The dub poetry of Linton Kwesi Johnson

In In These Times, Silja Talvi looks at the music of Linton Kwesi Johnson.

The musical environment that LKJ grew up in was a mix of the Jamaican musical styles of rocksteady, reggae and dub reggae (a version of reggae with heavy echo, unusual sound effects and typically languid pacing), so he gravitated toward that genre. Unlike many of his musical peers, he eschewed—but never disrespected—the spiritual framework of the Rastafarian religion, giving his songs an appeal to audiences uncomfortable with worshipful shout-outs to the deposed Ethiopian Emperor, Haile Selassie.

In the ’80s and ’90s, LKJ focused on his UK audiences, occasionally touring the United States with sold-out shows packed with a dynamic mix of Rastas, punks and left-wing activists. LKJ’s recorded music has been available to U.S. audience on such gems as Dread Beat An’ Blood (Virgin, 1978), Forces of Victory (Mango/Island, 1979), LKJ in Dub (Island, 1981) and Making History (Island, 1983)—as well as a host of records released through his own label, LKJ Records, including Tings an’ Times (1991), LKJ Presents (1996), and More Time (1998)—and most recently in the form of the Island Records CD collection, Independent Intavenshan (1998).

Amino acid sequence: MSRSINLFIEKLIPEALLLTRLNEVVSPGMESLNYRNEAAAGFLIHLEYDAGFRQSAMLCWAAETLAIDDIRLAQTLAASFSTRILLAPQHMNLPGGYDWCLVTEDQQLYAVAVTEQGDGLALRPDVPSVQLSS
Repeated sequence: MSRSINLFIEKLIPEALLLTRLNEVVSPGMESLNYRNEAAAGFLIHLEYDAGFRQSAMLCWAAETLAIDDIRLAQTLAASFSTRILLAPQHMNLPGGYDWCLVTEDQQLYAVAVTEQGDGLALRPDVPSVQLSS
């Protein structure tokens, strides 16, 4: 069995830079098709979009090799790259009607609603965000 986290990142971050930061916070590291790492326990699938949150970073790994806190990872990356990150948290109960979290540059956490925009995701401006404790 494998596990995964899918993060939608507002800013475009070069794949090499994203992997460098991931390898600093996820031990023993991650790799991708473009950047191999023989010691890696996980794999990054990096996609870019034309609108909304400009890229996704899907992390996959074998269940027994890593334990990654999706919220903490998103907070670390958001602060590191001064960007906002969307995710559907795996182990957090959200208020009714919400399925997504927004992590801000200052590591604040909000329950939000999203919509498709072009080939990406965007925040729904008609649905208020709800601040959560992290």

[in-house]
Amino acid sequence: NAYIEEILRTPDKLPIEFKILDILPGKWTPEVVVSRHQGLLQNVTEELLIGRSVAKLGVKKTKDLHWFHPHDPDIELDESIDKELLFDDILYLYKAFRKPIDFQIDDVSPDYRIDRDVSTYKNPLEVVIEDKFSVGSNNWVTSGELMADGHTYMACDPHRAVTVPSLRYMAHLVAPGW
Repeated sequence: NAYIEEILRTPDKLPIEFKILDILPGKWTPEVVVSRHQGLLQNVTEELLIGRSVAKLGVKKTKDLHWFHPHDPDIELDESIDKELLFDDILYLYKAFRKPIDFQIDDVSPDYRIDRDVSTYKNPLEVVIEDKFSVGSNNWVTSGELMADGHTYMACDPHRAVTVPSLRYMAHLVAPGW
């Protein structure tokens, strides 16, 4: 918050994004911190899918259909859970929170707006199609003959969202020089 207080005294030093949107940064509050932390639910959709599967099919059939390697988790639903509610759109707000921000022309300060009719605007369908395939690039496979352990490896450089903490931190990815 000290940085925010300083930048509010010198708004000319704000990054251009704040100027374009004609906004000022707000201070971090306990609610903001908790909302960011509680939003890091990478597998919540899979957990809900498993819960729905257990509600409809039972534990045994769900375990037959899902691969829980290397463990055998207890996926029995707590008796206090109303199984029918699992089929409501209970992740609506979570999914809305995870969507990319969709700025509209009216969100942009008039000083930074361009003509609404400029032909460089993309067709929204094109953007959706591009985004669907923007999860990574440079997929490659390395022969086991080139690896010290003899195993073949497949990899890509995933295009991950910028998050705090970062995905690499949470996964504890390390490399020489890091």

For the first time, LKJ’s poetry has been published in the United States, in a brilliant collection entitled Mi Revalueshanary Fren. The book was released this year by the New York-based poetry publisher Ausable Press, complete with a companion CD of LKJ reading his own poetry—sans musical accompaniment.